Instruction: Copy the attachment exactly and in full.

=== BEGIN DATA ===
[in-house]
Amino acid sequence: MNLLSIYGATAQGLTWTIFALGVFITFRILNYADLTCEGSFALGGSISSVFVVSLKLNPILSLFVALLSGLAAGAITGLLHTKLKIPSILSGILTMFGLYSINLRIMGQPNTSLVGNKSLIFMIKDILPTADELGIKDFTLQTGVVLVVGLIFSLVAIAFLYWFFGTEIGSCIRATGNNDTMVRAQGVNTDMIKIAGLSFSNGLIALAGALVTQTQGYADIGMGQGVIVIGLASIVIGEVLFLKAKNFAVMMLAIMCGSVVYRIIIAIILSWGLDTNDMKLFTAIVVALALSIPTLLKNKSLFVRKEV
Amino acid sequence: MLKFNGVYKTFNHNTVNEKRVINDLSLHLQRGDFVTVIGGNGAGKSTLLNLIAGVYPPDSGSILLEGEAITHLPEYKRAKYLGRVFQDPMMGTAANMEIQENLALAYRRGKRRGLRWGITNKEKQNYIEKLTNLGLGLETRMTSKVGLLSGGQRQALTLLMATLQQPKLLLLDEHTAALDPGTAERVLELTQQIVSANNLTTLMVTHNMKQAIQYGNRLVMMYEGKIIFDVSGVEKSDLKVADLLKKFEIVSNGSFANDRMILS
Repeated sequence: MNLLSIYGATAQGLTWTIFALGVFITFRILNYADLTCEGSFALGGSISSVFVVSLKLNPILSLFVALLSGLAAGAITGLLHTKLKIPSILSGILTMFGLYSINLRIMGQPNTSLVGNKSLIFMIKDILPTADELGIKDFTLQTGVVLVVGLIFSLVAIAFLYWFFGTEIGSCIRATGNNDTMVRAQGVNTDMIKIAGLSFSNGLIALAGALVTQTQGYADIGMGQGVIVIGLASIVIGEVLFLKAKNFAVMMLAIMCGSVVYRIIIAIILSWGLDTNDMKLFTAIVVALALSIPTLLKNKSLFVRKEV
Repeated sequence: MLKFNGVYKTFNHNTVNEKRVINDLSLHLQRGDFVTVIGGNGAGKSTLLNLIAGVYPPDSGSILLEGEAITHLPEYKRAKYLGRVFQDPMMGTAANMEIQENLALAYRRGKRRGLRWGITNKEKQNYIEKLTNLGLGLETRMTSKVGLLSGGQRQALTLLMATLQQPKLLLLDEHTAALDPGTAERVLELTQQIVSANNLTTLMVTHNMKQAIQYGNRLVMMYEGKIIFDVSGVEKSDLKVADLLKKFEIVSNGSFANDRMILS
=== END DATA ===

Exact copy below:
[in-house]
Amino acid sequence: MNLLSIYGATAQGLTWTIFALGVFITFRILNYADLTCEGSFALGGSISSVFVVSLKLNPILSLFVALLSGLAAGAITGLLHTKLKIPSILSGILTMFGLYSINLRIMGQPNTSLVGNKSLIFMIKDILPTADELGIKDFTLQTGVVLVVGLIFSLVAIAFLYWFFGTEIGSCIRATGNNDTMVRAQGVNTDMIKIAGLSFSNGLIALAGALVTQTQGYADIGMGQGVIVIGLASIVIGEVLFLKAKNFAVMMLAIMCGSVVYRIIIAIILSWGLDTNDMKLFTAIVVALALSIPTLLKNKSLFVRKEV
Amino acid sequence: MLKFNGVYKTFNHNTVNEKRVINDLSLHLQRGDFVTVIGGNGAGKSTLLNLIAGVYPPDSGSILLEGEAITHLPEYKRAKYLGRVFQDPMMGTAANMEIQENLALAYRRGKRRGLRWGITNKEKQNYIEKLTNLGLGLETRMTSKVGLLSGGQRQALTLLMATLQQPKLLLLDEHTAALDPGTAERVLELTQQIVSANNLTTLMVTHNMKQAIQYGNRLVMMYEGKIIFDVSGVEKSDLKVADLLKKFEIVSNGSFANDRMILS
Repeated sequence: MNLLSIYGATAQGLTWTIFALGVFITFRILNYADLTCEGSFALGGSISSVFVVSLKLNPILSLFVALLSGLAAGAITGLLHTKLKIPSILSGILTMFGLYSINLRIMGQPNTSLVGNKSLIFMIKDILPTADELGIKDFTLQTGVVLVVGLIFSLVAIAFLYWFFGTEIGSCIRATGNNDTMVRAQGVNTDMIKIAGLSFSNGLIALAGALVTQTQGYADIGMGQGVIVIGLASIVIGEVLFLKAKNFAVMMLAIMCGSVVYRIIIAIILSWGLDTNDMKLFTAIVVALALSIPTLLKNKSLFVRKEV
Repeated sequence: MLKFNGVYKTFNHNTVNEKRVINDLSLHLQRGDFVTVIGGNGAGKSTLLNLIAGVYPPDSGSILLEGEAITHLPEYKRAKYLGRVFQDPMMGTAANMEIQENLALAYRRGKRRGLRWGITNKEKQNYIEKLTNLGLGLETRMTSKVGLLSGGQRQALTLLMATLQQPKLLLLDEHTAALDPGTAERVLELTQQIVSANNLTTLMVTHNMKQAIQYGNRLVMMYEGKIIFDVSGVEKSDLKVADLLKKFEIVSNGSFANDRMILS